Gloucester Park, named after the Duke and Duchess of
Gloucester*, who formally opened the park on June 26th 1957, is situated close to the town centre.
Laid out over 250 acres on former farm land previously farmed by Brewitts and Hunts, the area bore virtually no resemblance
to the park it is now, having no fishing lake, athletics stadium or cricket pavilion etc. The original plan, conceived in 1951 by Basildon Development
Corporation, was for a 355 acre park, and this included a Gloucester Park extension area on land
between St. Nicholas Lane and Basildon Road. This area was never developed though parts are still
left as natural woodland. In the early 1960s another area of the park was lost to housing when
the Ghyllgrove housing estate development commenced but the Development Corporation did create
an artificial lake on land adjoining the estate around 1960. It was some years later on 5th May 1963 when the Phase 1 & 2
developments began with a turf cutting ceremony carried out by then Chairman of Basildon Council,
Bert Phelps. The first phase included around 10 football pitches, a cricket square, and the
eventual Murryfield pavilion changing facilities and live entertainment social club.
landscaped hills created out of soil excavated in building
the new housing estates dominate the north eastern side. These were created over a number of years
with the last deposits occuring around the completion of the fishing lake in 1973. The hills were
officially named Sharpeville in 1985, to mark the 25th anniversary of a racially motivated
massacre of innocent protesting blacks in the township in South Africa on March 26th 1960, during the years of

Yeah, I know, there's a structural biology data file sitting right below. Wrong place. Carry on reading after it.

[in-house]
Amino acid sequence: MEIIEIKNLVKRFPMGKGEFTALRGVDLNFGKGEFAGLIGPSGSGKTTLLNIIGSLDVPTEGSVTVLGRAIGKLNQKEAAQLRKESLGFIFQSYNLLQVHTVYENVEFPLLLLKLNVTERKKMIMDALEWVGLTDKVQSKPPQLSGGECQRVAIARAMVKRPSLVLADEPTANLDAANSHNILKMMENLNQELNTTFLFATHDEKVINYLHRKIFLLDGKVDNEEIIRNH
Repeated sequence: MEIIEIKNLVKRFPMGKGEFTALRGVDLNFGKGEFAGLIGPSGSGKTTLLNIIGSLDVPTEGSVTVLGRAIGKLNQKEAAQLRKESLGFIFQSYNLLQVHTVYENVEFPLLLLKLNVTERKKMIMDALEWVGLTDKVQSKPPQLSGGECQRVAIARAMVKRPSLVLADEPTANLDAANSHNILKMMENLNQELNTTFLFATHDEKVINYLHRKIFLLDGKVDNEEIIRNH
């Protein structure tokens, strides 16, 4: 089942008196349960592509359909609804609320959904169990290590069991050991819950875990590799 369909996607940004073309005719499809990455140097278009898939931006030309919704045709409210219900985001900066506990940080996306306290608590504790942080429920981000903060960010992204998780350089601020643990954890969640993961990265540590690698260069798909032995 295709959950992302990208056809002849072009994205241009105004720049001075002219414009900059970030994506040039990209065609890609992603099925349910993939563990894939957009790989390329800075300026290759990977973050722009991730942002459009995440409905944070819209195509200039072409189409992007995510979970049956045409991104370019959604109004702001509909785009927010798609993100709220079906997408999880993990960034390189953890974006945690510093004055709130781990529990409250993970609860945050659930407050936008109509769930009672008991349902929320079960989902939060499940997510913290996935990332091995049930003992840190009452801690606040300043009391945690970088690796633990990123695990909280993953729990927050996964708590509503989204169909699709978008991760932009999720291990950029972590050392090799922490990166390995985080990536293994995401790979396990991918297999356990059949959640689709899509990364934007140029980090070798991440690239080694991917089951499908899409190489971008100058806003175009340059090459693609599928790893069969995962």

apartheid and white rule.
An inscribed memorial to the event stands at the summit which reads as
follows: These hills were officially named the Sharpeville Hills to mark the 25th anniversary of the Sharpeville
massacre of 21st March 1960 when sixty nine black demonstrators were shot dead by South African police
whilst taking part in a peaceful protest against the Apartheid Pass Laws. The massacre caused the United
Nations to call upon the South African Government to abandon its policies of racial discrimination and
separate developments and inspired the formation of Anti Apartheid movements throughout the world. The
memorial stands as a permanent symbol of solidarity of the people of Basildon with the black majority population
of South Africa in the struggle to overthrow Apartheid and achieve freedom in their own country.
At the southern end stood the town's main championship-size swimming pool Gloucester
Park, opened in 1968.
During the early 1970s a six acre fishing lake with an artificial
island was constructed, opening on July 28th 1973. This was achieved by widening an existing
watercourse and digging out a new channel to create an artificial island and two coves on the southern
banks. The two acre island is home to wildfowl and heavily populated with willow trees. At the same time,
the eastern side of the lake was landscaped with more artificial hills.